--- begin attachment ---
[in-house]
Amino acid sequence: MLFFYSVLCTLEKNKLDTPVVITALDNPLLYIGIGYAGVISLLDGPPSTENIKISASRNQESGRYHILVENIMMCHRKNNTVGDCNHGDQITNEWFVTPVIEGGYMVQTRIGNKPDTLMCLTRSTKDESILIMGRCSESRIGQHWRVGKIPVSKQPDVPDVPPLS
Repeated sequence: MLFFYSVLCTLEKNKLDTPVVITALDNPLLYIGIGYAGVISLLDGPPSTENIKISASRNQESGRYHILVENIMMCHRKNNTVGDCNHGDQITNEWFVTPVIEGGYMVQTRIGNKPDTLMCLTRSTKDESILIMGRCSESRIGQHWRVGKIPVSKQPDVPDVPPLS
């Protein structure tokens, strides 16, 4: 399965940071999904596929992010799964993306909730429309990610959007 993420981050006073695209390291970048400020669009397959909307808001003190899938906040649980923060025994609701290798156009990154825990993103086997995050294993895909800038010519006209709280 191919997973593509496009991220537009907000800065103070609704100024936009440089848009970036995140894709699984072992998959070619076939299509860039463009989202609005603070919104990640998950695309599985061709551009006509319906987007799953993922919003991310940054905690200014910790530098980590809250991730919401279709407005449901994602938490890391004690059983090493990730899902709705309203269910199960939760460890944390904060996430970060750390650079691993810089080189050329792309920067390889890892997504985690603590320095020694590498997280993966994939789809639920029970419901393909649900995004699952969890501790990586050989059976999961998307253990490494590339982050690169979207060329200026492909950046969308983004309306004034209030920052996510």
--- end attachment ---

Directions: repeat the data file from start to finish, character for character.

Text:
[in-house]
Amino acid sequence: MLFFYSVLCTLEKNKLDTPVVITALDNPLLYIGIGYAGVISLLDGPPSTENIKISASRNQESGRYHILVENIMMCHRKNNTVGDCNHGDQITNEWFVTPVIEGGYMVQTRIGNKPDTLMCLTRSTKDESILIMGRCSESRIGQHWRVGKIPVSKQPDVPDVPPLS
Repeated sequence: MLFFYSVLCTLEKNKLDTPVVITALDNPLLYIGIGYAGVISLLDGPPSTENIKISASRNQESGRYHILVENIMMCHRKNNTVGDCNHGDQITNEWFVTPVIEGGYMVQTRIGNKPDTLMCLTRSTKDESILIMGRCSESRIGQHWRVGKIPVSKQPDVPDVPPLS
């Protein structure tokens, strides 16, 4: 399965940071999904596929992010799964993306909730429309990610959007 993420981050006073695209390291970048400020669009397959909307808001003190899938906040649980923060025994609701290798156009990154825990993103086997995050294993895909800038010519006209709280 191919997973593509496009991220537009907000800065103070609704100024936009440089848009970036995140894709699984072992998959070619076939299509860039463009989202609005603070919104990640998950695309599985061709551009006509319906987007799953993922919003991310940054905690200014910790530098980590809250991730919401279709407005449901994602938490890391004690059983090493990730899902709705309203269910199960939760460890944390904060996430970060750390650079691993810089080189050329792309920067390889890892997504985690603590320095020694590498997280993966994939789809639920029970419901393909649900995004699952969890501790990586050989059976999961998307253990490494590339982050690169979207060329200026492909950046969308983004309306004034209030920052996510």